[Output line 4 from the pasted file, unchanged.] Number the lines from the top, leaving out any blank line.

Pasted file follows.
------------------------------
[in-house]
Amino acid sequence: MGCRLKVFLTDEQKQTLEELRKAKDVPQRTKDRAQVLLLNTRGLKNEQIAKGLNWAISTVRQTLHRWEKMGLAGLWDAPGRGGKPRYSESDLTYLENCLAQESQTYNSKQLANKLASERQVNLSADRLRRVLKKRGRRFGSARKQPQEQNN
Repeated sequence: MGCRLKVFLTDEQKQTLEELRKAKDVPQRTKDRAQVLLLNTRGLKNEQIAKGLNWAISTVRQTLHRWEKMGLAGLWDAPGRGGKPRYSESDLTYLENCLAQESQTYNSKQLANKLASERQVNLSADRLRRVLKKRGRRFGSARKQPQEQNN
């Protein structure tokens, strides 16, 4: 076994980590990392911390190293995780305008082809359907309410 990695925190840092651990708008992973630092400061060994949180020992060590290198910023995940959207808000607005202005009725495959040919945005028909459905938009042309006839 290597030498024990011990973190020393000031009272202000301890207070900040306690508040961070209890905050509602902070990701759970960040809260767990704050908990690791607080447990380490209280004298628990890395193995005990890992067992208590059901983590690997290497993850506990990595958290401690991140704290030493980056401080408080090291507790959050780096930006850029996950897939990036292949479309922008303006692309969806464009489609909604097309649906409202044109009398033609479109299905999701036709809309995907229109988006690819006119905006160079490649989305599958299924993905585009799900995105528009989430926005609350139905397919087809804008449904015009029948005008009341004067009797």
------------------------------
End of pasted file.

């Protein structure tokens, strides 16, 4: 076994980590990392911390190293995780305008082809359907309410 990695925190840092651990708008992973630092400061060994949180020992060590290198910023995940959207808000607005202005009725495959040919945005028909459905938009042309006839 290597030498024990011990973190020393000031009272202000301890207070900040306690508040961070209890905050509602902070990701759970960040809260767990704050908990690791607080447990380490209280004298628990890395193995005990890992067992208590059901983590690997290497993850506990990595958290401690991140704290030493980056401080408080090291507790959050780096930006850029996950897939990036292949479309922008303006692309969806464009489609909604097309649906409202044109009398033609479109299905999701036709809309995907229109988006690819006119905006160079490649989305599958299924993905585009799900995105528009989430926005609350139905397919087809804008449904015009029948005008009341004067009797």